“This lawsuit is not just about one wildlife refuge. It is really an effort to preserve our public conservation lands from encroachment from massive transmission lines and pipelines,” said ELPC Senior Attorney Scott Strand. “For big ‘right-of-way projects’ like high-voltage transmission lines, crossing public lands has too often been the ‘first resort,’ because getting permission from the government has too often been easier than dealing with private landowners.”

Geoffrey L. Haskett, President, National Wildlife Refuge Association:

“The Fish and Wildlife Service is authorizing a new and substantially expanded transmission corridor, along a new right-of-way route, and arguing that it is a minor action made compatible by compensatory habitat replacement. This is actually a major violation. If it is allowed to stand, it is a precedent that will reverberate across and weaken the entire Refuge System.”

Lindsay Dubin, Staff Attorney Conservation Law, Defenders of Wildlife:

“In spite of its mandate to protect the irreplaceable Upper Mississippi National Wildlife and Fish Refuge, the government has signed off on a deal that will scar the area. This new transmission line would cut through the wildlife refuge and create a collision risk for migratory birds, such as bald eagles, blue herons and warblers, and jeopardize sensitive species that call this refuge home.”

George Meyer, Executive Director, Wisconsin Wildlife Federation:

“The Upper Mississippi Refuge protects important habitat and stop-over grounds for migratory birds. The Refuge is located within the Mississippi Flyway, a major bird migration route used by more than 325 migratory bird species to travel from their breeding grounds in Canada and the northern United States to their wintering grounds along the Gulf of Mexico and in Central and South America. Erecting a high-voltage transmission line that cuts through this migratory path would be detrimental to these birds.”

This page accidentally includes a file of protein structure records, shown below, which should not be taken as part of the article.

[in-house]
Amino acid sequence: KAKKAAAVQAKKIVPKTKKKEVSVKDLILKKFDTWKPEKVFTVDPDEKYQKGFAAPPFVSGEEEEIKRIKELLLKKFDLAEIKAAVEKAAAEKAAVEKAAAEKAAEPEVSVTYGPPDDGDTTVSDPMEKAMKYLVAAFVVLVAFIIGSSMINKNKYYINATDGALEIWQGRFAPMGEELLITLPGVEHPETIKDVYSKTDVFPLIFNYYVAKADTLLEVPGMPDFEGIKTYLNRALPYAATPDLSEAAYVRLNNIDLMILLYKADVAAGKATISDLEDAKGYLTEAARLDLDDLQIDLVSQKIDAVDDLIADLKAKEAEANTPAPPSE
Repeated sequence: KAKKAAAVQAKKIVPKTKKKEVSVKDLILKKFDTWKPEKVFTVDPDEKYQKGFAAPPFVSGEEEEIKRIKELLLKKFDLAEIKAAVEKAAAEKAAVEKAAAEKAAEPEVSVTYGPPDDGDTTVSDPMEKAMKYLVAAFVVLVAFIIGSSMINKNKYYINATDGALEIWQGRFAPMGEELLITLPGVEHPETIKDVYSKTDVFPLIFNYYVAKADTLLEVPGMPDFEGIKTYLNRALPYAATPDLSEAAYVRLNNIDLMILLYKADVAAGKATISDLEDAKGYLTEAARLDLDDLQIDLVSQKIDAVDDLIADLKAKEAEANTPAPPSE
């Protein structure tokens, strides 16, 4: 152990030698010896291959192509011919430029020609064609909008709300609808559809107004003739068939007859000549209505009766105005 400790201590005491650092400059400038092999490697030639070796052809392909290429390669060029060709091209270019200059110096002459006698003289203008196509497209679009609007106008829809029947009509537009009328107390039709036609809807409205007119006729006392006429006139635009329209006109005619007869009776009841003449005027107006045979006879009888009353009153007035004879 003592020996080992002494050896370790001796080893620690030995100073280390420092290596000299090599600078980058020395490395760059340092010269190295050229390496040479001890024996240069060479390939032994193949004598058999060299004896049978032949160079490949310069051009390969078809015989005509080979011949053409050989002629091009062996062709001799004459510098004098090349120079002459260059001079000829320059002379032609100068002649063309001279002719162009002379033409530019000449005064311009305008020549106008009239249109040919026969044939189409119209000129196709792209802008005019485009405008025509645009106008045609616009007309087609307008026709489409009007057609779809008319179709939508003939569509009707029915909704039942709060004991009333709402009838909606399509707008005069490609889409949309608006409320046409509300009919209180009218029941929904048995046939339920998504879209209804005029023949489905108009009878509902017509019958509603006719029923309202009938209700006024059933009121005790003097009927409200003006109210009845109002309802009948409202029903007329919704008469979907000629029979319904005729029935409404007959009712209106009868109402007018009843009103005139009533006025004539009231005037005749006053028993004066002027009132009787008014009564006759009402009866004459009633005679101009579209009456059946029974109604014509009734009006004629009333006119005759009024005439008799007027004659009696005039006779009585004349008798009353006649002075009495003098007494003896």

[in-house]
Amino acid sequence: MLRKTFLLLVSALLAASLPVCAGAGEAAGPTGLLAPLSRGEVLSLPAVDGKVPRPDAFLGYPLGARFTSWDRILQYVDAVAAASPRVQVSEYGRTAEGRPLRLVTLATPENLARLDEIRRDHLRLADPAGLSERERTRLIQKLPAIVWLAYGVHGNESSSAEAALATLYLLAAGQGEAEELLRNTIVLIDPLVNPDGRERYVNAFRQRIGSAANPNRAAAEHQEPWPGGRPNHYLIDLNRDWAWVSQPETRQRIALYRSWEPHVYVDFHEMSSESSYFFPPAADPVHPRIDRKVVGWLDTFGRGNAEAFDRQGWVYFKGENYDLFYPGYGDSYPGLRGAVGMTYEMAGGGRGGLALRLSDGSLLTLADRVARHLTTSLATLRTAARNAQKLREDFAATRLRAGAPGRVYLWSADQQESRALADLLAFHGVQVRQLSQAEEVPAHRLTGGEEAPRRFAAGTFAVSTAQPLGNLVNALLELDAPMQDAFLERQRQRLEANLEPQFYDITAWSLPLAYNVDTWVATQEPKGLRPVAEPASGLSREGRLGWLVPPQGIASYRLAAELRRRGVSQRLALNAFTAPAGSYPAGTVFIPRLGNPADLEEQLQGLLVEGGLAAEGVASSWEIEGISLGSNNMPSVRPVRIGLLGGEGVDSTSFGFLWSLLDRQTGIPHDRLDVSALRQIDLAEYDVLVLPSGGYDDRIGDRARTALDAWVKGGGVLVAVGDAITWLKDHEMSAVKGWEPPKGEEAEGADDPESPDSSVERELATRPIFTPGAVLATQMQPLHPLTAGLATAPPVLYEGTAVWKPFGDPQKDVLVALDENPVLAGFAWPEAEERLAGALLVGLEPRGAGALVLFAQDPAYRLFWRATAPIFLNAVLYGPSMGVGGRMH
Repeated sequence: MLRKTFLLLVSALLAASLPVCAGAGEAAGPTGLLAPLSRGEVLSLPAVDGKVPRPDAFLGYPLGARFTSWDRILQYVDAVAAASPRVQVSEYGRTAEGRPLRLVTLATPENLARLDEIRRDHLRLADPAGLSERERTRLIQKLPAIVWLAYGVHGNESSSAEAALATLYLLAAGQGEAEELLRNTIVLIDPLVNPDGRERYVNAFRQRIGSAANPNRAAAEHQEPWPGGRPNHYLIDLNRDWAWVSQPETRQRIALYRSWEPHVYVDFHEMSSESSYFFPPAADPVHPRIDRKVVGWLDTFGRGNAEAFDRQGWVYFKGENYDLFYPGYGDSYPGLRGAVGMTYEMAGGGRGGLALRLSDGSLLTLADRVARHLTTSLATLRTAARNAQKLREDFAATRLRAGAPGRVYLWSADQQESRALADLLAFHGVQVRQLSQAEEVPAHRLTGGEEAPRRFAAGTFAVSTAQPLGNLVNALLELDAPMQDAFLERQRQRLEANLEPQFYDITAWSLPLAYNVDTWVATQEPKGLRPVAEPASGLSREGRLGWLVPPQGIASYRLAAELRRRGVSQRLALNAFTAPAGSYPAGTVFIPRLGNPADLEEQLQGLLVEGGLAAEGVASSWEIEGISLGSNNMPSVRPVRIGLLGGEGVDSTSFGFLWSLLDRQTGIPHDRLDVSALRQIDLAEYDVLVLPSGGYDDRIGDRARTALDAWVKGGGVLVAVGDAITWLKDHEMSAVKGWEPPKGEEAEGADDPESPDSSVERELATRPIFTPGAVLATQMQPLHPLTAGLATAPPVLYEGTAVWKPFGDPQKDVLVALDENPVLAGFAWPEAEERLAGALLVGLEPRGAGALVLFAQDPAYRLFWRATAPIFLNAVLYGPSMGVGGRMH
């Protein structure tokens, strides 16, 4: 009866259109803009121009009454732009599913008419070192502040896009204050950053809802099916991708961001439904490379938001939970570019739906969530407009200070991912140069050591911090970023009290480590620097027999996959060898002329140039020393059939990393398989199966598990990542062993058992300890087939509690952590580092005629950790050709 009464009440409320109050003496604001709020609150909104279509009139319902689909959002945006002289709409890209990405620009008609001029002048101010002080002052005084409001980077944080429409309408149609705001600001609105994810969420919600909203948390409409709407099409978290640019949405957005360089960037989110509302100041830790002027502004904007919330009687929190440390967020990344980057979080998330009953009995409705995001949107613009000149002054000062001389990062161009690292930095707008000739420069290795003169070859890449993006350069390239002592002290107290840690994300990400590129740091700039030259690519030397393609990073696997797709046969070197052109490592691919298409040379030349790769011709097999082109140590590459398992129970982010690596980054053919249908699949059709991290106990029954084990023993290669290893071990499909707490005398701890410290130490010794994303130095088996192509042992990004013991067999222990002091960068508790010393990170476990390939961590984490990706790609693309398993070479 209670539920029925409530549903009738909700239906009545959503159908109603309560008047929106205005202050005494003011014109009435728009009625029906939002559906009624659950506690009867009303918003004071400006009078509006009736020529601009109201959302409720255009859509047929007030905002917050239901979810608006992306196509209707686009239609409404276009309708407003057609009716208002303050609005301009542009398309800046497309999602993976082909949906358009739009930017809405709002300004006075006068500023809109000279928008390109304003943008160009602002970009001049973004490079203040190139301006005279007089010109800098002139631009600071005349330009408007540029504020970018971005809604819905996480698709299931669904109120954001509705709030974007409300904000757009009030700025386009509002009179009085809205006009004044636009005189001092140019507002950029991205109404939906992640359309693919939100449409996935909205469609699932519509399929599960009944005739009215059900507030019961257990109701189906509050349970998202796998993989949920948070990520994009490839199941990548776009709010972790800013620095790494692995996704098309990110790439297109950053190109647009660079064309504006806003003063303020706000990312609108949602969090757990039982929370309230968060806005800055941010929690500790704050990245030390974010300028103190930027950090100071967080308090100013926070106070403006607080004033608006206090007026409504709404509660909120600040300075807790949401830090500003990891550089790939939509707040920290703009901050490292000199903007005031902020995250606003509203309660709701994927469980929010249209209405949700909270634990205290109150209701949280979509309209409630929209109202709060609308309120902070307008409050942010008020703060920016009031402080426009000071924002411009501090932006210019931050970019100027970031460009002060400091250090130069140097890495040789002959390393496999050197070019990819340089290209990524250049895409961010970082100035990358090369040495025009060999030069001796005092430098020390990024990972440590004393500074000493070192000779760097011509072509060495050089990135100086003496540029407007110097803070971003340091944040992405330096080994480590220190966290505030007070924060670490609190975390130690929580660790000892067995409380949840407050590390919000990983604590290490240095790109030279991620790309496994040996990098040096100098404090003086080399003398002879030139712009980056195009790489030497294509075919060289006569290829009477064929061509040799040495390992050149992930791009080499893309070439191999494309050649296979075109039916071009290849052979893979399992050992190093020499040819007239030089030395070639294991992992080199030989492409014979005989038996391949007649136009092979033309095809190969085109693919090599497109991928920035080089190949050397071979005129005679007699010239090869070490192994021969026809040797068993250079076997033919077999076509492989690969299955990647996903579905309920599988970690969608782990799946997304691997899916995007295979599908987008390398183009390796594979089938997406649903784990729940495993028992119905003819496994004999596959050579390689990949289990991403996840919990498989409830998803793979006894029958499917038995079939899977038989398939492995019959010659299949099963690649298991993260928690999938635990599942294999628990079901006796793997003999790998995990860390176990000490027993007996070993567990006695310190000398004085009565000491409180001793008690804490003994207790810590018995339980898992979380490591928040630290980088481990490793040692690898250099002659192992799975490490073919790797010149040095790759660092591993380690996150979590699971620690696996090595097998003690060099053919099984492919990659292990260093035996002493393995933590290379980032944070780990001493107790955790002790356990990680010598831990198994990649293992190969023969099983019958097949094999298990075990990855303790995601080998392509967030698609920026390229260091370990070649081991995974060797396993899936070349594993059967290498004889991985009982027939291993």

Jennifer Filipiak, Executive Director, Driftless Area Land Conservancy:

“The Refuge is part of the unique Driftless Area of Wisconsin where we have been working to protect and restore land and habitat with many landowners and conservation partners for the last 20 years. DALC opposes this unnecessary and costly transmission line in part because it will permanently harm that Refuge. We should instead be pursuing better clean energy alternatives that can grow our local economies, support farmers and sustain our communities while avoiding the massive damage that this line and the others that could follow will have.”

Howard Learner, Executive Director, Environmental Law & Policy Center:

“The Upper Mississippi National Wildlife and Fish Refuge is a gem of the Midwest’s natural resources and landscape.  Approving a huge unneeded high-voltage transmission line to cut across this protected National Wildlife Refuge is just wrong as a matter of both law and common sense.  The Environmental Law & Policy Center is proud to represent these four conservation groups who are committed to protect vital natural resources and preserve this National Wildlife and Fish Refuge for all of us to enjoy today and for future generations.”